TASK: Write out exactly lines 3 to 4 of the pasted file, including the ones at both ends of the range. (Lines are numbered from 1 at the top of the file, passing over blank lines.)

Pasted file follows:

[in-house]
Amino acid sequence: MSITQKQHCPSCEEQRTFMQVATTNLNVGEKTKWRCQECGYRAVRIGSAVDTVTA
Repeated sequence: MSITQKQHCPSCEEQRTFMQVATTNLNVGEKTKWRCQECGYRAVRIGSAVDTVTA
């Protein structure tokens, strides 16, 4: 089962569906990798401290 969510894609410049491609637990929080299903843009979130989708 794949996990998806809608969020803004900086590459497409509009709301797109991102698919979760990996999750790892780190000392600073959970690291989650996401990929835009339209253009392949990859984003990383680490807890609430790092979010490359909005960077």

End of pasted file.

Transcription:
Repeated sequence: MSITQKQHCPSCEEQRTFMQVATTNLNVGEKTKWRCQECGYRAVRIGSAVDTVTA
């Protein structure tokens, strides 16, 4: 089962569906990798401290 969510894609410049491609637990929080299903843009979130989708 794949996990998806809608969020803004900086590459497409509009709301797109991102698919979760990996999750790892780190000392600073959970690291989650996401990929835009339209253009392949990859984003990383680490807890609430790092979010490359909005960077």